However, the phrase may also refer to the physical death of each individual.  In this case, his meaning was that so far as his readers were concerned, the end was near.  As we mentioned earlier, even if Jesus tarries another thousand years, the end of all things is still at hand for each individual because they do not know the time of their death.  

In any case (personal demise, destruction of Jerusalem or the return of Christ), the point is that our time on earth will quickly draw to a close.  In light of this, Peter goes on to give a series of exhortations to believers. 

The first exhortation is that we ought to be sober minded and have self control.  In other words, we should be actively involved in crucifying our fleshly desires, as mentioned back in verse 3 and giving up the wicked practices we engaged in before we came to Christ. 

Instead of indulging in the vain cares and pleasures of earth, we should be good stewards of all we posses, including resources, time and talents.  We should be constantly in a state of prayer, making sure that we are ready for eternity.   

I Peter 4:8 – Above all, keep loving one another earnestly, since love covers a multitude of sins.

And, more than anything, we need to have a warm affection and brotherly love towards other Christians.  We must practice this love earnestly, and with fervor.  What does this mean?

It means that our love for each other should be active and tangible.  It should not only manifest in our words, but in our deeds.  For example, if our Christian brother or sister has experienced the death of a spouse, we should not only tell them how sorry we are; we should show them.  We can do this by giving them a hug, coming to the funeral, bringing a gift of food or flowers, etc.  Our tangible actions can really ease the burden they are experiencing. 

Why, exactly, are we to practice such fervent love?  Because it covers a multitude of sins.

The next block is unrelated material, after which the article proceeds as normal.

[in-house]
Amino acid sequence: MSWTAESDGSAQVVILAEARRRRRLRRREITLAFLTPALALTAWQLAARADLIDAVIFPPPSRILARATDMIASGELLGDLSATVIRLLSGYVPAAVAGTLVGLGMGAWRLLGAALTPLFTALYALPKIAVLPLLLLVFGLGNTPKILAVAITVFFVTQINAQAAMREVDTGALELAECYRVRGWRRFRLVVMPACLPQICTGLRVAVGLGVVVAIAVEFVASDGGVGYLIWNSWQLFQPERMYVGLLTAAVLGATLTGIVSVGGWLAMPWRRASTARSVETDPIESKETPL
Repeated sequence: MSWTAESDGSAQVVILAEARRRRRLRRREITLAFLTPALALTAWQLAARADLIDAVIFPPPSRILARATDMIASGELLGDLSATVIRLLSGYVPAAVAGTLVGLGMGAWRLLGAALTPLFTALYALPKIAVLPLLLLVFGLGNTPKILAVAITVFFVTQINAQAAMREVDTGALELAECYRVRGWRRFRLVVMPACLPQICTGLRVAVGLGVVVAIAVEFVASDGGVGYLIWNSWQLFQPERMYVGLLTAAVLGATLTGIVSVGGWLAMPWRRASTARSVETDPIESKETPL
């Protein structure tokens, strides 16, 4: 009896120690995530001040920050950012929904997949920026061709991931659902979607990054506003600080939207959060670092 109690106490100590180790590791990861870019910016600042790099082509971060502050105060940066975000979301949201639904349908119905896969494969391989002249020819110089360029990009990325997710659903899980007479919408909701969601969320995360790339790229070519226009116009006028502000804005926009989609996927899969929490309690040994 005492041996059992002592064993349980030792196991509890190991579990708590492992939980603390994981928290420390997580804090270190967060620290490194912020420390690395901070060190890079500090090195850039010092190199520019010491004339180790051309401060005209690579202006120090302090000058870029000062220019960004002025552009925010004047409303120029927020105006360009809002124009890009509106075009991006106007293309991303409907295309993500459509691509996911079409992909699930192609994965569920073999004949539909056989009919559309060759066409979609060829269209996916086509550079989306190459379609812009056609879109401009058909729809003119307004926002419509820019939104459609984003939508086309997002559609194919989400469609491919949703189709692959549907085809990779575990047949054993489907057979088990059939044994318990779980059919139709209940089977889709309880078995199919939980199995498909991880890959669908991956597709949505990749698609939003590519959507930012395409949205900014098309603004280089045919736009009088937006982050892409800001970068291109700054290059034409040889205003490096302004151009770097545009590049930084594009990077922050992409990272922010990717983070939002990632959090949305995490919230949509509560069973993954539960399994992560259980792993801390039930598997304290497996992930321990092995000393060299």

This is true with respect to ourselves.  If we are busy ministering to our brothers/sisters, we are much more likely to have compassion towards them, as opposed to judging them.  We are much more likely to overlook or pass by their faults and failings which tend to irritate and anger us. 

It also covers or hides their sins from the eyes of the world.  If we expose every single fault within the church, nonbelievers will be happy to discredit the church as well as the cross of Christ.  It is better to suffer wrongs than stir up strife. 

Proverbs 10:12 – Hatred stirs up strife, but love covers all sins.   

However, we must exercise caution – if we cover up sins using flattery or falsehood, that is not only a disgrace but a sin in and of itself.  And there are some sins which, if covered up, will fester into bigger problems or cause destruction in the church.  These sins cannot be covered over, but they can be dealt with in love.  These are the duties of the Christian life.

Let me offer you some encouragement:

Remember, the war against your sinful nature/flesh begins with your mind.  You will need to renew or reprogram your thinking with the word of God.  Meditating on scriptures and making daily declarations are a good way to begin the process.  However, you don’t need to try and figure this out all by yourself.  Many excellent Christian books have been written on this topic, and are readily available.  I encourage you to check some out.     

Let me offer you some relief:

Crucifying your flesh is not an instantaneous transformation.  It is a process over time.  You may fail a time or two before you gain the victory, but victory will come if you don’t give up.  You might want to consider finding a prayer/victory partner for yourself as you work through the process.  They can be there to offer encouragement and prayer when needed.  

Let me offer you some strength:

The Bible says that nothing is impossible with God and that includes gaining control over your sinful nature.  Confess your sin and repent before the Lord.  Ask Holy Spirit to be involved in the change you are committed to making.  He probably prompted you to make the change in the first place, because he is interested in making you over into the image of Christ.  He will give you the strength to overcome!